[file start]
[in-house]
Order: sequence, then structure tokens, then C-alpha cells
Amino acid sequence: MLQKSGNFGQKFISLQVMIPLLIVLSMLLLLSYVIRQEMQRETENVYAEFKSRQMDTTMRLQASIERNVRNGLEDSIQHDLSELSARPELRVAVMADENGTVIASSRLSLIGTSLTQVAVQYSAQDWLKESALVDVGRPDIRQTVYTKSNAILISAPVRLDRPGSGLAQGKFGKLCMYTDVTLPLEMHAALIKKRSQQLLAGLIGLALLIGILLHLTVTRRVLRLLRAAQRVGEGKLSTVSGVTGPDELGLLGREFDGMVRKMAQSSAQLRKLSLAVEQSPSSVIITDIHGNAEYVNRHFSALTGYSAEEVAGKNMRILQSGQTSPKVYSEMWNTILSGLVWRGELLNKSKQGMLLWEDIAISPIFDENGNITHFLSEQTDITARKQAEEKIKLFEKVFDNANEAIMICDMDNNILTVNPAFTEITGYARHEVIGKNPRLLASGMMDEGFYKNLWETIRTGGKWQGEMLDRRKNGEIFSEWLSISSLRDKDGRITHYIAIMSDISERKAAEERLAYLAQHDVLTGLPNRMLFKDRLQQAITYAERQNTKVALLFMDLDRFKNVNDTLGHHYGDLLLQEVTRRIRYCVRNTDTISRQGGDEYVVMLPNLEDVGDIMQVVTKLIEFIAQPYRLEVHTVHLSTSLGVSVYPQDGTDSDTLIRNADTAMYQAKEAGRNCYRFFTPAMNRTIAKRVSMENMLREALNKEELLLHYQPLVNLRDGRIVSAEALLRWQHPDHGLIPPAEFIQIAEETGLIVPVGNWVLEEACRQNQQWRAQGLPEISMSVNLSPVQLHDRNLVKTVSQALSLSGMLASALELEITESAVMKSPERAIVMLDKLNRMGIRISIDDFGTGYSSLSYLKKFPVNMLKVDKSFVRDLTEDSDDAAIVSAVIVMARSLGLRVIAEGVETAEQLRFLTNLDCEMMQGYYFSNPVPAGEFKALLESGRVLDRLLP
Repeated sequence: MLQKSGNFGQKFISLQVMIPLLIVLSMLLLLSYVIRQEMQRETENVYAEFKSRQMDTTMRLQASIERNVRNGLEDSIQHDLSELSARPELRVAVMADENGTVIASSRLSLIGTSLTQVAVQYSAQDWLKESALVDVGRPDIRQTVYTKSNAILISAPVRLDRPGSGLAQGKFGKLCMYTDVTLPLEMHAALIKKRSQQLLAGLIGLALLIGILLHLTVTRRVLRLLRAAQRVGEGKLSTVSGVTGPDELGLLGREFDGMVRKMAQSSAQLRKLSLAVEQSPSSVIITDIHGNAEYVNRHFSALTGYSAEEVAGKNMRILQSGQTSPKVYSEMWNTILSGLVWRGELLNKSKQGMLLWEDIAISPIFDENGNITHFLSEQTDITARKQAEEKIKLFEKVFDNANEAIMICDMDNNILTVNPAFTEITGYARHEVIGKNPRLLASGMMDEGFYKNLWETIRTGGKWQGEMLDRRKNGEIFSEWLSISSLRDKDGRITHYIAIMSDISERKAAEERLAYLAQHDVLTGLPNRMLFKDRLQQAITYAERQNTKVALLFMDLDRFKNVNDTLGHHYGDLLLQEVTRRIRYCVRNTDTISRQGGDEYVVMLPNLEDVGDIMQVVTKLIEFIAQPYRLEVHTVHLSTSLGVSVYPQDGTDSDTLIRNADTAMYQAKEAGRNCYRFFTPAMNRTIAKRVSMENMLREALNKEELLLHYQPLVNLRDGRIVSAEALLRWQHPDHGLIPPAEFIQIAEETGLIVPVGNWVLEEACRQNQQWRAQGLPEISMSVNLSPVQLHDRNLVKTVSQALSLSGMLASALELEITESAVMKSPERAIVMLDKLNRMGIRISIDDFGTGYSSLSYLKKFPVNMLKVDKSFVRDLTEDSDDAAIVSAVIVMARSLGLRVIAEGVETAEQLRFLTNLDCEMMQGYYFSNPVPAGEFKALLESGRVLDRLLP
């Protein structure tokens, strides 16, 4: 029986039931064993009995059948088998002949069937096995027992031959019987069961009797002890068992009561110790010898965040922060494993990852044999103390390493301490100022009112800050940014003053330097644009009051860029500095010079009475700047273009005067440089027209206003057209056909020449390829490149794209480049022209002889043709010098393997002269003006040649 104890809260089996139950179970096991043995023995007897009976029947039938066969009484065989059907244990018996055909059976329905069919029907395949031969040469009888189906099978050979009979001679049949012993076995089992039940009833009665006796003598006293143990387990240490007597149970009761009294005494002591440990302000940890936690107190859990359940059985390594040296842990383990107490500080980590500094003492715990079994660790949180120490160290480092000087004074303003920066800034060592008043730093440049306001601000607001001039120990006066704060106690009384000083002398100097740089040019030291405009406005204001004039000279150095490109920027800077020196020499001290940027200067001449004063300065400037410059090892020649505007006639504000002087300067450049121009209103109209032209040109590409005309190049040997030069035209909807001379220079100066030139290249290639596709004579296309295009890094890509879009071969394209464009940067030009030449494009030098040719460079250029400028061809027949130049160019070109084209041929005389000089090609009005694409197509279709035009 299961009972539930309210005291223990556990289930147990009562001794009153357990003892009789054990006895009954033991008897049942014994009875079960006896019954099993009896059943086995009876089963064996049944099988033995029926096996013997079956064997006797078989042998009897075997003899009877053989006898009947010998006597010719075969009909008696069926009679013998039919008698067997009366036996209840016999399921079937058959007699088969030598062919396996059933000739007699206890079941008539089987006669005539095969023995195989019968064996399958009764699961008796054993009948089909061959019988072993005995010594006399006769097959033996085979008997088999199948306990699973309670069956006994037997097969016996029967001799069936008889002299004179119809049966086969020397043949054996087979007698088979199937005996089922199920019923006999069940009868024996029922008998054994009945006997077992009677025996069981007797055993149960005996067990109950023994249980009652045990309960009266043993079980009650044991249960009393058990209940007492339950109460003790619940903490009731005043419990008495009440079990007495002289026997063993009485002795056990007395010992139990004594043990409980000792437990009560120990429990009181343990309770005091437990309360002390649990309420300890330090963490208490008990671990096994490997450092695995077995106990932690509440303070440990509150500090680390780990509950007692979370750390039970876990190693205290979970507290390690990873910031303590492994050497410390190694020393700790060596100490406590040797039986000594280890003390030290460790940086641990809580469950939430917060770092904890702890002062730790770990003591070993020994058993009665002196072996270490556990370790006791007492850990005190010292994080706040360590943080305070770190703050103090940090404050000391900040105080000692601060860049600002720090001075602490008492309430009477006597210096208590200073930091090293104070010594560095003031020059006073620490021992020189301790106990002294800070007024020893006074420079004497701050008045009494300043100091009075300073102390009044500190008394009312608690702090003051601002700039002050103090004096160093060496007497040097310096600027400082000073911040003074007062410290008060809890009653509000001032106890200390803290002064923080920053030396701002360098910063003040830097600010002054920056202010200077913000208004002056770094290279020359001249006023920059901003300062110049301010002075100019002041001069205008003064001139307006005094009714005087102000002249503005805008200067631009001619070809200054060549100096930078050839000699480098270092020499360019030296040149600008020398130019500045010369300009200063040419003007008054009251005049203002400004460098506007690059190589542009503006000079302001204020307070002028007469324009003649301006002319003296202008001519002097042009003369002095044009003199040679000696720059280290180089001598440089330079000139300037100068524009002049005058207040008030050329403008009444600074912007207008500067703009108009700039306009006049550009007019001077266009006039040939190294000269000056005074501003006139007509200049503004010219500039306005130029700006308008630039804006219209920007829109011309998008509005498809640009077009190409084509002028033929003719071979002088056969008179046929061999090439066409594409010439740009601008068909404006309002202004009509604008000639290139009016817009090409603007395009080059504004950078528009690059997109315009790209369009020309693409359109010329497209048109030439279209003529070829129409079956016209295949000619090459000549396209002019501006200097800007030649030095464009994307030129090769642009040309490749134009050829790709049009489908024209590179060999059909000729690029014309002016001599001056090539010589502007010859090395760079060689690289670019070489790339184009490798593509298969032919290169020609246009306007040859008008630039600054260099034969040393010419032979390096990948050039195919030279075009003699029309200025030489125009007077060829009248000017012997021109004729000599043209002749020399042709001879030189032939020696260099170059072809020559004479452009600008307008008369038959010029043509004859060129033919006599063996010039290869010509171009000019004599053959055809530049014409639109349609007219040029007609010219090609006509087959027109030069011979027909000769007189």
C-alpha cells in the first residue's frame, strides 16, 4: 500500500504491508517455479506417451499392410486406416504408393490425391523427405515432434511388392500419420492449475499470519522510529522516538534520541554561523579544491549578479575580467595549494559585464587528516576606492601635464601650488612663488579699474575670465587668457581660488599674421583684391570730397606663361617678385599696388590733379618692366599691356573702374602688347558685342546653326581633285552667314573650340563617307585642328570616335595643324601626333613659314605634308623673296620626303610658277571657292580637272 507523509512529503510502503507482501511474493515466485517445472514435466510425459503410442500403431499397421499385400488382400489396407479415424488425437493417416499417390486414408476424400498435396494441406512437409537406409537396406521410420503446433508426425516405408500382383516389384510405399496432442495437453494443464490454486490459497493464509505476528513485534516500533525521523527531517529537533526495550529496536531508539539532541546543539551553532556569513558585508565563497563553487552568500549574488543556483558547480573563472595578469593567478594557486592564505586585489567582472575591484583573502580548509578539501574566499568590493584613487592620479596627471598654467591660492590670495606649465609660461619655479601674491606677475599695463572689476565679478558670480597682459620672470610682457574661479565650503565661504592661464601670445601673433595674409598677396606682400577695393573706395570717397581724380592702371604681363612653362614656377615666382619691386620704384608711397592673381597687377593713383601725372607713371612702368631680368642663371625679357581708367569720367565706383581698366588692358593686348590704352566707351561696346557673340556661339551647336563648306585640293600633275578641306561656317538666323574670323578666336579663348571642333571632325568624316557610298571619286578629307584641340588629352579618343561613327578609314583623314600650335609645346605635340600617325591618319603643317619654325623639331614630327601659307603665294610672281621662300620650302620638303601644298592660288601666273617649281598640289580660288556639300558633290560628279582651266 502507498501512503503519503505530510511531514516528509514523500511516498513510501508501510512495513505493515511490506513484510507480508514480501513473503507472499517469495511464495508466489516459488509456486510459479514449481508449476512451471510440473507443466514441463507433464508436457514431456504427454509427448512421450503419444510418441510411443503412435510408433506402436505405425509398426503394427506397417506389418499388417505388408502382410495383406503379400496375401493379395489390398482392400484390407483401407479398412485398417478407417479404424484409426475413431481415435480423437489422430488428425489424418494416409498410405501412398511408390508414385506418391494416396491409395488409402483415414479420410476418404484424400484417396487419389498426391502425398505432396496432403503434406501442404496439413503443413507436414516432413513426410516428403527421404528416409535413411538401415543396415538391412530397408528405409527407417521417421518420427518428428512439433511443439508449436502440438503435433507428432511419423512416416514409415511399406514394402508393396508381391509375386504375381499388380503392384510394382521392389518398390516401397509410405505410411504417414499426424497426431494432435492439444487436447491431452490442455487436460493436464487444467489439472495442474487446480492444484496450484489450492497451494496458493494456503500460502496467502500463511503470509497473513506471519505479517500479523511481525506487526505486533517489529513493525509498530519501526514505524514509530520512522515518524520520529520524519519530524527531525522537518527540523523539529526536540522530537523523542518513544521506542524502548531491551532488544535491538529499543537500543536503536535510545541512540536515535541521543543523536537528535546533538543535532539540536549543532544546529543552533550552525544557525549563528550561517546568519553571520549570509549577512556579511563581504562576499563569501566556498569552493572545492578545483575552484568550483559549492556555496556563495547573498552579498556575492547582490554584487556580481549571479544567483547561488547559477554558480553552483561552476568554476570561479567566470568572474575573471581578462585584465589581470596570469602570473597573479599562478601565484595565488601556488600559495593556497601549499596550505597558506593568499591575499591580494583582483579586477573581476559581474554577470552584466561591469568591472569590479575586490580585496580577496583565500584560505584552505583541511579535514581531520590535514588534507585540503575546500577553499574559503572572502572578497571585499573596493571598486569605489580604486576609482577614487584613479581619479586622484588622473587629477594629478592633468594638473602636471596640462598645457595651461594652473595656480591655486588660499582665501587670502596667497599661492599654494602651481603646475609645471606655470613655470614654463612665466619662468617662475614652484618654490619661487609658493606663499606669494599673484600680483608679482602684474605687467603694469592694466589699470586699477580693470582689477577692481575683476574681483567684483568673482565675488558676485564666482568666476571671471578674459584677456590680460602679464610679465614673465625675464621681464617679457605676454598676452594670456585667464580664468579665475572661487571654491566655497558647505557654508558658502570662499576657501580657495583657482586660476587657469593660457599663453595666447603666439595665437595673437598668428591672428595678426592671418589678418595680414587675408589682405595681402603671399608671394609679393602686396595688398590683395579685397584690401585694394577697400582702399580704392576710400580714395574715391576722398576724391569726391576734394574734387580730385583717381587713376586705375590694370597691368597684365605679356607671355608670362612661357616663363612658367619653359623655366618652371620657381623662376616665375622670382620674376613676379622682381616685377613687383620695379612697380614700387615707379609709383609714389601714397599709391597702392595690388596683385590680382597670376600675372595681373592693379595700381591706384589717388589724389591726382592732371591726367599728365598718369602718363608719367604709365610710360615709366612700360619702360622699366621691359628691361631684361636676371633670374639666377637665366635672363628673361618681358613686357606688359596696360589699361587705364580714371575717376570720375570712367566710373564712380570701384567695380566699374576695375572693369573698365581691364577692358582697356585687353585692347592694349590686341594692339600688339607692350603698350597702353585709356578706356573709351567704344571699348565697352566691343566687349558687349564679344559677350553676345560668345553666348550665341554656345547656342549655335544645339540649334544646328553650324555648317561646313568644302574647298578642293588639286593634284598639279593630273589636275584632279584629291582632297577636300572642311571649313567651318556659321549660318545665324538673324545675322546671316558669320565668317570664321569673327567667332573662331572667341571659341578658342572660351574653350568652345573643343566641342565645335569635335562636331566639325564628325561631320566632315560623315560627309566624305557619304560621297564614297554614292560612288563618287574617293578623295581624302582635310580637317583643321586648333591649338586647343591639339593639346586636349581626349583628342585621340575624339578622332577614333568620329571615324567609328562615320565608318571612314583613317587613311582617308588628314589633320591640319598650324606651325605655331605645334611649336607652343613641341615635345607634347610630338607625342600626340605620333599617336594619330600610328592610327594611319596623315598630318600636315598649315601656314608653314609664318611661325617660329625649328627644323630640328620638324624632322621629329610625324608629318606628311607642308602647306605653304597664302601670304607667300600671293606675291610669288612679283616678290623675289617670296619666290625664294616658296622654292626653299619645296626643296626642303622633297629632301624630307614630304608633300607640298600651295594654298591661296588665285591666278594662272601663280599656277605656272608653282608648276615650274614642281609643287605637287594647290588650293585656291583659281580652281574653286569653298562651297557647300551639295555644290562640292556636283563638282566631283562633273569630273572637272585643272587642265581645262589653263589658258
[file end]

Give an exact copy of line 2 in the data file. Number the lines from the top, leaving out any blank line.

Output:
Order: sequence, then structure tokens, then C-alpha cells